Step 1609 implements a method by which the user can press a specified key (in this example, the “6” key) in order to copy the voice mail message noted in step 1601 to destinations entered by the user in step 1610, in the instance where the user has not decided to record an introductory message (see steps 1607-1608).
Step 1612 permits a return to step 1606 for a specified amount of time. If such a specified amount of time has passed without any buttons pressed by the user, then the process proceeds to step 1614 to tear down the call and enter an idle state.
Referring next to FIG. 17, there is illustrated another process for implementing Quick Groups. This process enables a user to leave a new message entered by the user for recording into a number of destination mailboxes specified by the user. In step 1701, the user picks up an idle EKT 1400 for the purpose of leaving a new message in a number of specified destination mailboxes. In response, in step 1702, EKT 1400 goes off hook. Thereafter, in step 1703, the user presses voice mail key 1405. Thereafter, in step 1704, the process provides for the user to press a DSS key or digits associated with a destination extension. In step 1705, the user presses the DSS key or dials the digits associated with each extension which is to be added to the group to receive the message. In step 1706, once all the extensions to receive the message have been selected, the process proceeds to step 1707, where upon hearing the voice mail beep of the destination, the user leaves the desired message. In step 1708, the user then hangs up EKT 1400 by going on hook.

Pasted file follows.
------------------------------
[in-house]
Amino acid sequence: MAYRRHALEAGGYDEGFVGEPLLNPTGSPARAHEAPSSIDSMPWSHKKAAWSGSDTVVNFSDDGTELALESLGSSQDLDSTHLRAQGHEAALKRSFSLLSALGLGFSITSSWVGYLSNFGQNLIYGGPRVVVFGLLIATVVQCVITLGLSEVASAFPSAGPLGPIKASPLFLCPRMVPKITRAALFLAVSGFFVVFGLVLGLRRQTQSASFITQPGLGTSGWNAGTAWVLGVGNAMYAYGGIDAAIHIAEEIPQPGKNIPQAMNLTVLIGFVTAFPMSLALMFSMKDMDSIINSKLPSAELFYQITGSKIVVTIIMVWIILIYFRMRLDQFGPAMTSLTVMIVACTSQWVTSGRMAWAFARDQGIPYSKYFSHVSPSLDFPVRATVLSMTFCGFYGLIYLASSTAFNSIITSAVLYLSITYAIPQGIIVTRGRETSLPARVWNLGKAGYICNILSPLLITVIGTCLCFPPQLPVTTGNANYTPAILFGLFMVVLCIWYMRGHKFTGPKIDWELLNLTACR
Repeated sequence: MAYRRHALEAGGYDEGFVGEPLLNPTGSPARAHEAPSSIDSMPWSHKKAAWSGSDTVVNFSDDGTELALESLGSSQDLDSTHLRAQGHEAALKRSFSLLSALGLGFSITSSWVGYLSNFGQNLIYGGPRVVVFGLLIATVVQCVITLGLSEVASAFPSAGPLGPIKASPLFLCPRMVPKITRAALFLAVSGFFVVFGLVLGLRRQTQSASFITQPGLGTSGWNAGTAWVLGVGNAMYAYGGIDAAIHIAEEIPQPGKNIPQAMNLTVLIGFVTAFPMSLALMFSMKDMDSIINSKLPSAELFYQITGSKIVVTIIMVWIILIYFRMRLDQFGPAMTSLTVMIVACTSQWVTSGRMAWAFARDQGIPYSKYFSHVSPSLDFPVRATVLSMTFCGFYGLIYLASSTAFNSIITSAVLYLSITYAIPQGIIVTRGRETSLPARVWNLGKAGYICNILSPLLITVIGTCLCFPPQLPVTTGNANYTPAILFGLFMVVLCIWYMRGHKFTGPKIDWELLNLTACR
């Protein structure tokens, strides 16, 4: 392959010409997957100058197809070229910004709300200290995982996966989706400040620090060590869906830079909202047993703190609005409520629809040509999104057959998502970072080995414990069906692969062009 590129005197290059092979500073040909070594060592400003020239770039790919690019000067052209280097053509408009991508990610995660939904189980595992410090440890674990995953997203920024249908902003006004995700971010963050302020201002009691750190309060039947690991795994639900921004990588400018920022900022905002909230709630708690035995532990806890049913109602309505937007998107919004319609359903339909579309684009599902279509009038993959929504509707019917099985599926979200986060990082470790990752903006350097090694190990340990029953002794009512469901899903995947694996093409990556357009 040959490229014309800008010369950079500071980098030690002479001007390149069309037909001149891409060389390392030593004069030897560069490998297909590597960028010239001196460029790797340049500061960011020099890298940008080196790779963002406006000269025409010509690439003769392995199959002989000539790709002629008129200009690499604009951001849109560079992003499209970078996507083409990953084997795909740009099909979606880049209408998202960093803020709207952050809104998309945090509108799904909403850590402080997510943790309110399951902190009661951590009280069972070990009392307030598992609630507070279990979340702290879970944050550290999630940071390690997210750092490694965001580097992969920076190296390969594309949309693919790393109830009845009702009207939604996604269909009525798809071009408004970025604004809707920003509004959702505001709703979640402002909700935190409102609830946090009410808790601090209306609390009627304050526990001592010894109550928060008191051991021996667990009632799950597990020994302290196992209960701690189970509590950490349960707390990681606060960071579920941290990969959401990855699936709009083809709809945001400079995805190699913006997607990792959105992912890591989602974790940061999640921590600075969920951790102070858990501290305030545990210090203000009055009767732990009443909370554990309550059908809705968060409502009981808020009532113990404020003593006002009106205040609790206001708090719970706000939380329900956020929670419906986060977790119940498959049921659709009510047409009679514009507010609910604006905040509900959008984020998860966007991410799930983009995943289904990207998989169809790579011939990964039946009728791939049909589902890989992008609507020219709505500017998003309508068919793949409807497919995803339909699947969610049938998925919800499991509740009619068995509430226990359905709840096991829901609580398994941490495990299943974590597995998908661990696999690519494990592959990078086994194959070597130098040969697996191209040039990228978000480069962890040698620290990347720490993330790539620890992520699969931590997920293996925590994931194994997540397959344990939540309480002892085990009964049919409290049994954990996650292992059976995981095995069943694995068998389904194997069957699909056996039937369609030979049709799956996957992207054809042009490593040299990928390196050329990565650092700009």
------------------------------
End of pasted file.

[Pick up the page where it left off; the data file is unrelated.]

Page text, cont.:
Thereafter, in step 1709, the user copies the message to all other desired destination mailboxes. The process then ends at step 1710.
Although the present invention and its advantages have been described in detail, it should be understood that various changes, substitutions and alterations can be made herein without departing from the spirit and scope of the invention as defined by the appended claims.
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|U.S. Classification||379/67.1, 379/88.07, 379/88.22|
|Dec 22, 1997||AS||Assignment|
Owner name: ESTECH SYSTEMS, INC., TEXAS
Free format text: ASSIGNMENT OF ASSIGNORS INTEREST;ASSIGNORS:HANSEN, HAROLD E. A., II;SUDER, ERIC G.;REEL/FRAME:009044/0234
Effective date: 19971211
|Oct 28, 2004||FPAY||Fee payment|
Year of fee payment: 4
|Jul 19, 2005||RF||Reissue application filed|
Effective date: 20050603